Amin al-Husayni

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Amin al-Husseini or Amin al-Husayni was the Grand Mufti or مفتي عام of Jerusalem from 1921 until his death in 1974. The Grand Mufti was the highest Sunni religious legal figure under the Ottoman Empire and the British League of Nations Mandate government of Palestine.

Born in 1896 to the powerful Palestinian Arab al-Husseini family, Amin al-Husseini was appointed Grand Mufti in 1921 by British High Commissioner for Palestine Herbert Samuels, A British Jew. His older brother, father and grandfather had all served as Grand Mufti. His appointment as Grand Mufti was a something of a sop to the al-Husseini family because it had lost the postion of mayor of Jerusalem to the rival Nashashibi family. The Mayor of Jerusalem was a Palestinian Arab because Palestinian Arbs were the overwhelming majority of the population of the city and of Palestine in the first decade of the British League of Nations Mandate.

Today, Amin al-Husseini is vilified in Israel and in the West for having been a stooge of Adolph Hitler's German government. Unsurprisingly, he opposed the creation of a Jewish state in Palestine.

Amin al-Huesseini fled into exile in French League of Nations Mandate Lebanon in 1937 after being arrested for provoking violence between Arabs and Jews, and moved to British League of Nations Mandate Iraq immediately before the Second World War. After the abortive pro-Axis Iraqi revolt of 1941, he fled to Fascist Italy and then on to Nazi Germany. Al-Husseini never extracted the level of support he hoped for from Adolph Hitler anf the German government. Hitler refused to issue a declaration of support because he did not wante to anger the Vichy Government, which controlled the League of Nations Mandate in Syria and Lebanon. At the same time that al-Husseini was seeking to become a Nazi German client, Lechi leader and rightist Zionist Avraham Stern was suggesting that his terror group seek German help to drive the British out of Palestine.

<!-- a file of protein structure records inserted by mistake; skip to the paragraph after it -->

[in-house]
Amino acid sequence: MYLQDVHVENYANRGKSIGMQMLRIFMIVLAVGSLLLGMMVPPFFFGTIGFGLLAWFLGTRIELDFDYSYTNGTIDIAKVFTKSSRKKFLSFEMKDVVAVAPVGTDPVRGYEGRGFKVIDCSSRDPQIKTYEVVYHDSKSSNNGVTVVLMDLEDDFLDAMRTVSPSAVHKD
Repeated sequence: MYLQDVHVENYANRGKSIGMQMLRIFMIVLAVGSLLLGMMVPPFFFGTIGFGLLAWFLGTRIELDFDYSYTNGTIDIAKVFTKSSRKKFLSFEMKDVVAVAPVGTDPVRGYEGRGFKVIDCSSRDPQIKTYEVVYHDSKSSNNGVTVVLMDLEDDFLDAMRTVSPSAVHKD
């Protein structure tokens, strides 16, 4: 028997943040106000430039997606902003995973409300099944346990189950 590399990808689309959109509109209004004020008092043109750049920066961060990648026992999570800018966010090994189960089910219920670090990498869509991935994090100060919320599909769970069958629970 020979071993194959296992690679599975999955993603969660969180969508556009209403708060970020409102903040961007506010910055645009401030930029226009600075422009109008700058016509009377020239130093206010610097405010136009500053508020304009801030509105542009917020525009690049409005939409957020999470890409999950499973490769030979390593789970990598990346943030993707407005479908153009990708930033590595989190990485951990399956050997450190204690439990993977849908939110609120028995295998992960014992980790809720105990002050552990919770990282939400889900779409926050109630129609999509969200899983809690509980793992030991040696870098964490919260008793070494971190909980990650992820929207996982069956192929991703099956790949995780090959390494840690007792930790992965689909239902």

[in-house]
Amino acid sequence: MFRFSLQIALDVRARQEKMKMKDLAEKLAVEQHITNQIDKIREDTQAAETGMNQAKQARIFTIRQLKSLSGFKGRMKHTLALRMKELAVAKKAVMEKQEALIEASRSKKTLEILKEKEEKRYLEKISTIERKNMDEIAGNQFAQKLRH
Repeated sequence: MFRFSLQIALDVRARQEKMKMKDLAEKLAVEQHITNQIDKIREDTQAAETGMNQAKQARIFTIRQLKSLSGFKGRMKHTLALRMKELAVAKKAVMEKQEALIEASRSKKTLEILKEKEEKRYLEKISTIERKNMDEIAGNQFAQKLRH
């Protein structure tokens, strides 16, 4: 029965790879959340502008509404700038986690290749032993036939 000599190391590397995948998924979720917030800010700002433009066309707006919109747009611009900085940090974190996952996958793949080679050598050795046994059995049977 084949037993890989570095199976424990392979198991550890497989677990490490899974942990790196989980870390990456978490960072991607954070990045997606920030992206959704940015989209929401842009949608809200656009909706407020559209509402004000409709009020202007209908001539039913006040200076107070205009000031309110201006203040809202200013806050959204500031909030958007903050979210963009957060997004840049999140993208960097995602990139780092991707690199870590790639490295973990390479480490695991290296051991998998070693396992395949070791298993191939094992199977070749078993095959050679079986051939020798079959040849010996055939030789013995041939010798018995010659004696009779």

In his Berlin exile, the radical cleric broadcast Nazi propaganda and helped recruit small numbers of Arab recruits for the German miltiary from among French Prisoners of War who had been recuited from the French colonies in the Maghreb (Morocco, Algeria and Tunisia). Husayni escaped French house arrest in 1946 and fled to Egypt, where he lived until the early 1960s, when he moved once again to Lebanon.

al-Husseini is comparable to the many rightist, nationalist and anti-communist figures who sought support or at least public recognition from one or another of the Fascist dictators in the period between the two World Wars, including American Charles Lindbergh, Briton Oswald Mosley, Iranian Reza Khan (Reza Shah Pahlavi), Palestinian Jew Vladimir {Ze'ev) Jabotinsky, Russian Konstantin Rodzayevsky and Russian-American Anastas Vosniyatsky.

References

  • Tom Segev. 1999. One Palestine Complete: Jews and Arabs Under the British Mandate. Owl Books. ISBN 0805065873.
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